Hydrogen is the lightest and most abundant element in the universe
It’s easy to find and there are many ways to produce it, including via renewable methods such as wind, solar, geo-thermal and bio-waste
When compressed, it has a much higher energy density than batteries
It’s easier to store and transport
But the clincher? Cost. “Compared to drive batteries, the rate of cost reduction in fuel cells has been rapid over the last 10 years,” said Uchiyamada. “We believe this trend will continue and that fuel cell costs will continue to decline faster than battery electrics over the next decade. We see the system in the Mirai as simply a better battery. “Gasoline has been the primary fuel for the first 100 years (of the history of the automobile),” he continued. “I believe hydrogen will be the same for the next 100 years.” Clearing the Refueling Hurdle Toyota officials did acknowledge one major hurdle: the build-out of a hydrogen refueling infrastructure. But they’re working in concert with state governments to ensure hydrogen pumps begin appearing at existing gas stations, albeit slowly at first and region by region. California will get the ball rolling in strategic locations to support the fledgling owner base. New England, in a similar fashion, will come on board soon thereafter (see accompanying story on infrastructure).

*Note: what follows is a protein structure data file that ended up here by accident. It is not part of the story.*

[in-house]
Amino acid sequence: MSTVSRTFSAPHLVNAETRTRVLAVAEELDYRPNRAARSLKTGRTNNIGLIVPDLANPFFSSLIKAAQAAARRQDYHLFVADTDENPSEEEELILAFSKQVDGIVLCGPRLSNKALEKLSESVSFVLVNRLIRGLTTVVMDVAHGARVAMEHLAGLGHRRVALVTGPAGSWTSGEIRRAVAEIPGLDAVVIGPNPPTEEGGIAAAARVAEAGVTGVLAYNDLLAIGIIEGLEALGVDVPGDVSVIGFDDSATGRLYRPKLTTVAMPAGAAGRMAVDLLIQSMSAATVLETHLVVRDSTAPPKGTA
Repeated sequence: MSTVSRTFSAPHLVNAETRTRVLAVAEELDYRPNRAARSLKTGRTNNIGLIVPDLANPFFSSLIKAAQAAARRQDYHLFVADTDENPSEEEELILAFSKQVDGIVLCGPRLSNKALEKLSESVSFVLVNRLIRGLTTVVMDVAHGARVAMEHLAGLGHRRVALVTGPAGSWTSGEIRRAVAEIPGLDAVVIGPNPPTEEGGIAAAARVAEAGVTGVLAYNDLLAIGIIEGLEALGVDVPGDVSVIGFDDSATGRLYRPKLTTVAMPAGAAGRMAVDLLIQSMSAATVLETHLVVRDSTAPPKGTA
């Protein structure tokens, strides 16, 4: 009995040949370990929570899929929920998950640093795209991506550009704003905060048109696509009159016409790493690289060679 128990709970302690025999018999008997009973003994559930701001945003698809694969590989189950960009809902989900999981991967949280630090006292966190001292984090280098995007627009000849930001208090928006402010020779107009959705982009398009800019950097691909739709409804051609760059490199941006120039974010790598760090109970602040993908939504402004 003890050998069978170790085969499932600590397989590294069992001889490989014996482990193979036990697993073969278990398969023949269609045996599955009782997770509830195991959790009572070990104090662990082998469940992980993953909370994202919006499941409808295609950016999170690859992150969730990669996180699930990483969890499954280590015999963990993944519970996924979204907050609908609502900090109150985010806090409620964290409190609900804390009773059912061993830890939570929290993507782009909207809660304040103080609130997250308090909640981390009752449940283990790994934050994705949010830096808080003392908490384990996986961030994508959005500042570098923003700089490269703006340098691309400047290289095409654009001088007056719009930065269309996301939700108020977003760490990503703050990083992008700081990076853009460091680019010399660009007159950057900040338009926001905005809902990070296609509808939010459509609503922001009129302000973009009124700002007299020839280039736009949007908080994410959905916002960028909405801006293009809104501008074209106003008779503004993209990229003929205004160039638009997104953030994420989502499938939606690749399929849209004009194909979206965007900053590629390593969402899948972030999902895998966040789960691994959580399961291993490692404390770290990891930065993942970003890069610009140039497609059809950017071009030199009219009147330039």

Production and sales will follow in lockstep. Though the car will make its debut in Japan by year’s end, the first U.S.-bound Mirai won’t hit the streets of California until fall of 2015. By the end of 2017, it’s anticipated that 3,000 units will have been sold. But by 2020, Uchiyamada expects the volume to swell to “the tens of thousands.” Fay said Toyota Motor Sales will pursue a dual-path sales strategy here, courting both retail and fleet customers. They’ll have a choice between a $499 per month/36-month lease or outright purchase for $57,500. Federal and state incentives for zero emission vehicles could lower the actual cost to less than $45,000. ‘360 Ownership Experience’ Whether they buy or lease, Mirai customers will benefit from a three-year “360 Ownership Experience” package which includes:
24-hour-a-day/7-days-a week concierge services
24-hour enhanced roadside assistance in the event of a dead battery, flat tire and trip interruption—including such services as towing and use of a rental vehicle if repairs are required
Toyota Care Plus maintenance
8-year/100,000-mile warranty on all fuel cell components
3-year complimentary subscriptions to Entune and Safety Connect
At launch, Mirai will be offered for sale at a limited number of California dealerships with expansion to additional dealers as volumes increase. Toyota is confident the hydrogen revolution will happen. Eventually. “It took nearly a decade before Toyota hybrid sales hit one million globally,” said Uchiyamada. “Only seven years later, we have sold seven times that. (Fuel cell vehicle adoption) won’t happen overnight.”